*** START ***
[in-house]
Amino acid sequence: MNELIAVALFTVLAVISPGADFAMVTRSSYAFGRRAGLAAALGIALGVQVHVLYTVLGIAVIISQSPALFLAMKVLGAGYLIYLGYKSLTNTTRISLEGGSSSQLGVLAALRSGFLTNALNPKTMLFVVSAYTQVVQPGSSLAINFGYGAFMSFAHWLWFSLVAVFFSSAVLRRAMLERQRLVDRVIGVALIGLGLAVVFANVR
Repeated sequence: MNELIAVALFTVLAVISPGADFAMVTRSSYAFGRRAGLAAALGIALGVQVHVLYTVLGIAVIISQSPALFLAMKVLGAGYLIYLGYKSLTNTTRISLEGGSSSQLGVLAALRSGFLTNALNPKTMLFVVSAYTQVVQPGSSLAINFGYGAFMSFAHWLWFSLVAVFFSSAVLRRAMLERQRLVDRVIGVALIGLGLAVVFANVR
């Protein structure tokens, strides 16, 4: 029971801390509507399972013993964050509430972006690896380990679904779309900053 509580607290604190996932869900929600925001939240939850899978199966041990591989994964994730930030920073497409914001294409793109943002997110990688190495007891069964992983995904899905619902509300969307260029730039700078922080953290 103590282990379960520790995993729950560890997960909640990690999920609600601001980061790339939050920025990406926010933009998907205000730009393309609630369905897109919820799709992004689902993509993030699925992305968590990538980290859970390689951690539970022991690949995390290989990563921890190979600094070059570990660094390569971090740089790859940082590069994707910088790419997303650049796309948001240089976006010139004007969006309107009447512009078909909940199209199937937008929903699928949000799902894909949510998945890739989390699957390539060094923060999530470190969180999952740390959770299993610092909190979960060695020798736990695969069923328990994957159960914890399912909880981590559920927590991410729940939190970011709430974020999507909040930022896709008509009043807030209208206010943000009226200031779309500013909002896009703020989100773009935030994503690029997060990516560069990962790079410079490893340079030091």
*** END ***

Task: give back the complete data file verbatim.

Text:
[in-house]
Amino acid sequence: MNELIAVALFTVLAVISPGADFAMVTRSSYAFGRRAGLAAALGIALGVQVHVLYTVLGIAVIISQSPALFLAMKVLGAGYLIYLGYKSLTNTTRISLEGGSSSQLGVLAALRSGFLTNALNPKTMLFVVSAYTQVVQPGSSLAINFGYGAFMSFAHWLWFSLVAVFFSSAVLRRAMLERQRLVDRVIGVALIGLGLAVVFANVR
Repeated sequence: MNELIAVALFTVLAVISPGADFAMVTRSSYAFGRRAGLAAALGIALGVQVHVLYTVLGIAVIISQSPALFLAMKVLGAGYLIYLGYKSLTNTTRISLEGGSSSQLGVLAALRSGFLTNALNPKTMLFVVSAYTQVVQPGSSLAINFGYGAFMSFAHWLWFSLVAVFFSSAVLRRAMLERQRLVDRVIGVALIGLGLAVVFANVR
């Protein structure tokens, strides 16, 4: 029971801390509507399972013993964050509430972006690896380990679904779309900053 509580607290604190996932869900929600925001939240939850899978199966041990591989994964994730930030920073497409914001294409793109943002997110990688190495007891069964992983995904899905619902509300969307260029730039700078922080953290 103590282990379960520790995993729950560890997960909640990690999920609600601001980061790339939050920025990406926010933009998907205000730009393309609630369905897109919820799709992004689902993509993030699925992305968590990538980290859970390689951690539970022991690949995390290989990563921890190979600094070059570990660094390569971090740089790859940082590069994707910088790419997303650049796309948001240089976006010139004007969006309107009447512009078909909940199209199937937008929903699928949000799902894909949510998945890739989390699957390539060094923060999530470190969180999952740390959770299993610092909190979960060695020798736990695969069923328990994957159960914890399912909880981590559920927590991410729940939190970011709430974020999507909040930022896709008509009043807030209208206010943000009226200031779309500013909002896009703020989100773009935030994503690029997060990516560069990962790079410079490893340079030091």